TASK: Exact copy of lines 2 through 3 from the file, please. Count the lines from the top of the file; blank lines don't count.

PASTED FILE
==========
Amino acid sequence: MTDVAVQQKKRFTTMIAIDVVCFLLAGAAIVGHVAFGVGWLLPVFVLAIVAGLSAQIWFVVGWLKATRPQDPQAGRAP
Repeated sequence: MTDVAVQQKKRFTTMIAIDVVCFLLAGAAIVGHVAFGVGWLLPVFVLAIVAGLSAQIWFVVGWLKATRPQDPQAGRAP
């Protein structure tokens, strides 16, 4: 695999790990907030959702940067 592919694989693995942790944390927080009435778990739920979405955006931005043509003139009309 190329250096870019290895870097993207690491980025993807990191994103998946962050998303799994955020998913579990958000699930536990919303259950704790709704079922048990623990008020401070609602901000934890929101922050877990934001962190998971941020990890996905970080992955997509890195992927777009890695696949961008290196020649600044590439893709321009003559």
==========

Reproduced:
Repeated sequence: MTDVAVQQKKRFTTMIAIDVVCFLLAGAAIVGHVAFGVGWLLPVFVLAIVAGLSAQIWFVVGWLKATRPQDPQAGRAP
């Protein structure tokens, strides 16, 4: 695999790990907030959702940067 592919694989693995942790944390927080009435778990739920979405955006931005043509003139009309 190329250096870019290895870097993207690491980025993807990191994103998946962050998303799994955020998913579990958000699930536990919303259950704790709704079922048990623990008020401070609602901000934890929101922050877990934001962190998971941020990890996905970080992955997509890195992927777009890695696949961008290196020649600044590439893709321009003559």